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Hawthorne’s dictum, “A hero cannot be a hero unless in an heroic world,” could have been the epigraph for this perceptive study of Conrad’s fiction. Defining Conrad as “an incurable moralist infected with the ethical relativism of his age,” Daphna Erdinast-Vulcan sees his characters engaged in “active revolt” against the “modern temper,” which confounds them in their struggle to satisfy a “desperate need” for sovereign truth and source of value. “Modernity,” here equated with the radical skepticism of Nietzsche, functions as a malevolent force—a malaise, an infection, a pathology—which subjects novelist and characters to inner conflicts impossible of resolution.
To develop her thesis, Erdinast-Vulcan analyzes nine of Conrad’s novels, grouping them under three headings which identify responses of author and character to the “modern temper.” Exemplifying “the failure of myth,” the protagonists of Lord Jim, The Rescue, and Nostromo become “failed epic heroes” in their vain attempt to sustain themselves in [End Page 880] isolated communities invaded by representatives of the modern world. The second group—Marlow in “Heart of Darkness,” Razumov in Under Western Eyes, and the narrator of The Shadow Line—suffer the “failure of metaphysics” in their foredoomed effort to find a “metaphysical object,” an ultimate truth to give meaning to their lives. They find salvation in “the bond of brotherhood” and affirm their own identity in identification with a rejected “other.” The protagonists of Chance, Victory, and The Arrow of Gold experience the “failure of textuality” in the paralysis and emotional sterility induced by their habit of seeing the world as text, an illusory construct of which they are fictive spectators.
The terms of the argument are familiar, but the analysis is valuable for its many illuminating insights. Erdinast-Vulcan persuasively argues that Conrad’s late novels suffer not from the resort to the devices of conventional romance, as many critics have contended, but from the surrender of Conrad and his characters to the debilitating effects of modern skepticism. She demonstrates that Jim fails on the Patna and in Patusan not because his romantic dream paralyzes him (the usual reading) but because the dream is not strong enough to sustain him. Particularly striking is her reading of Chance, which identifies Marlow as the protagonist who, through his encounter with Flora de Barral, escapes his callous cynicism and recovers his powers of feeling and action.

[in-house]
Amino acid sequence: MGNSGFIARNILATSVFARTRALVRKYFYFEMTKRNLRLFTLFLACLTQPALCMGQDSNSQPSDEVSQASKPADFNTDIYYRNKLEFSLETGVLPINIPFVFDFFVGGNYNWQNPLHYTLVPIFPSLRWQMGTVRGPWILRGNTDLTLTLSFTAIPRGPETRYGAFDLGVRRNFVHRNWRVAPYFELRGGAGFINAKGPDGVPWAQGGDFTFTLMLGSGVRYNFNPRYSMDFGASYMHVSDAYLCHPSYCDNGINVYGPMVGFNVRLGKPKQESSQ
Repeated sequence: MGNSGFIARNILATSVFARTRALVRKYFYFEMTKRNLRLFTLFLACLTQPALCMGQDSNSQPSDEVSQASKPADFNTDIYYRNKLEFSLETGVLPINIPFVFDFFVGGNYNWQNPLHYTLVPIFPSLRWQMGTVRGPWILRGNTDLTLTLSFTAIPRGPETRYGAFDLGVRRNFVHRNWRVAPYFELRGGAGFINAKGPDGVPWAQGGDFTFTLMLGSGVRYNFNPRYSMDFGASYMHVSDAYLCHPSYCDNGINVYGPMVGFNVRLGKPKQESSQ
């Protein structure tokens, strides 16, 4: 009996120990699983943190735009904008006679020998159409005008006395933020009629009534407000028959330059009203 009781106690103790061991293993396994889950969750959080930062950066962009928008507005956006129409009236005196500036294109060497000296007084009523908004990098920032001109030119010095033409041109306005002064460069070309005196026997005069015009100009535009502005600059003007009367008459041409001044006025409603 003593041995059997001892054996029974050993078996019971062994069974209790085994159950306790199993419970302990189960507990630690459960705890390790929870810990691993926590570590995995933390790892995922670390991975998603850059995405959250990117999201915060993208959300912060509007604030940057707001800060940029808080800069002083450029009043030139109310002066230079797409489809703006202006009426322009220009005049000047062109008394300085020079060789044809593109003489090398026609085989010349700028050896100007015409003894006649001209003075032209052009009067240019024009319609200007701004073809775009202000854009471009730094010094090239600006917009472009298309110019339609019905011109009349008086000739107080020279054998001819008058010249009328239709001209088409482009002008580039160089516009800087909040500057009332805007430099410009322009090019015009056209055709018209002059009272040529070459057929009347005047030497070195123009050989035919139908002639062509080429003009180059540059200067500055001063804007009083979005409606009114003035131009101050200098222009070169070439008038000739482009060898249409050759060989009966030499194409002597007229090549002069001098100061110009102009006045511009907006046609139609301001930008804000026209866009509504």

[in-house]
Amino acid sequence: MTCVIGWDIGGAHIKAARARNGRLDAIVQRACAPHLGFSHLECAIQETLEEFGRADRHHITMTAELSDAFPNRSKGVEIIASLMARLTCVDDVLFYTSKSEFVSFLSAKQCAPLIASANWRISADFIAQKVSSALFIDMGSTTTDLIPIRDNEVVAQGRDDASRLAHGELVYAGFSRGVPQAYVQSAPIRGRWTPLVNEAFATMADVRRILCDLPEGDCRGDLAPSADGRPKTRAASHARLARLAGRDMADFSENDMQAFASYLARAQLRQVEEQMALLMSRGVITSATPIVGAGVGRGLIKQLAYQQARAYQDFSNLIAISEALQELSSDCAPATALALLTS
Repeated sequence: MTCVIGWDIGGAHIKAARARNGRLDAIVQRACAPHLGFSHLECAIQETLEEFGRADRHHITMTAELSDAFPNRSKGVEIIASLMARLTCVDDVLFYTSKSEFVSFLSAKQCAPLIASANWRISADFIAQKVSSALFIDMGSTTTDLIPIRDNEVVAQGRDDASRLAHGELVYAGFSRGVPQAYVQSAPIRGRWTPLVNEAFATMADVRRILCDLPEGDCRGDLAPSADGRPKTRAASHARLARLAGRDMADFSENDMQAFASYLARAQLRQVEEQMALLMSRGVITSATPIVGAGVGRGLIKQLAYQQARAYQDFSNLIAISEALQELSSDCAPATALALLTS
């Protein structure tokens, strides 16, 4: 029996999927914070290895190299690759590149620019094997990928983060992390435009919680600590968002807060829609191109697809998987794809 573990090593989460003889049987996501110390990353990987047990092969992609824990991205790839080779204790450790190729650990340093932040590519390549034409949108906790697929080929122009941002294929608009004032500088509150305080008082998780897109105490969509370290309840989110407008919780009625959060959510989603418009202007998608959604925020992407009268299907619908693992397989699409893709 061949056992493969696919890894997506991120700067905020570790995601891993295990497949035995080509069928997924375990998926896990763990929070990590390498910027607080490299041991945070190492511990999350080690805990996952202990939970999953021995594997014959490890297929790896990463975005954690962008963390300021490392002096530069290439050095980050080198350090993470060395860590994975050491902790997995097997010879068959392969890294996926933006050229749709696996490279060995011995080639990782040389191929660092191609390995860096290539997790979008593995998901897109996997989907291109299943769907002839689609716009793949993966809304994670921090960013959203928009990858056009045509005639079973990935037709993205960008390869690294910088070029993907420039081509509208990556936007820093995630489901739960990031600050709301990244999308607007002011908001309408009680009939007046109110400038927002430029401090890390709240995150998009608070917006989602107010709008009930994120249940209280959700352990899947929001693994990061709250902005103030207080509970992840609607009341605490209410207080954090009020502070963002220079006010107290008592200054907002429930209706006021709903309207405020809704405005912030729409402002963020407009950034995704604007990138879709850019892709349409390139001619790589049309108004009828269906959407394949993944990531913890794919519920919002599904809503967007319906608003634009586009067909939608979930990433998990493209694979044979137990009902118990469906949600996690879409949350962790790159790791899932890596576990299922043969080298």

At times the author’s thesis pushes her to questionable assertions. Does Patusan, with its degenerate rulers and rotting garbage, really exist as “a space where the heroic-mythical mode of discourse is a viable ethical and aesthetic alternative to the modern outlook”? The author declares that “for Conrad . . . there is no objective representation of reality” and that “the mode of representation is entirely subject to the consciousness of the protagonists themselves.” If this were true, the kind of tension the author analyzes would be impossible. Also questionable is the author’s attributing Conrad’s skepticism to his “temperament,” and his “personal need” for objective truth to his “moral heritage” and its “ideology.” The bifurcations seem artificial, false to the complexities of Conrad’s mind and art revealed by the analyses of the novels.
Readers will continue to interpret Conrad’s fiction in terms of his ideas and beliefs, but Erdinast-Vulcan’s monograph looks back to a period of Conrad criticism that culminated in the early 1980s. The most recent work in her bibliography was published in 1987. Since then, [End Page 881] major studies grounded in postcolonial and narrative theories have taken Conrad criticism in new directions. But later works do not diminish the importance and validity of the author’s thesis and her probing analyses of Conrad’s fiction.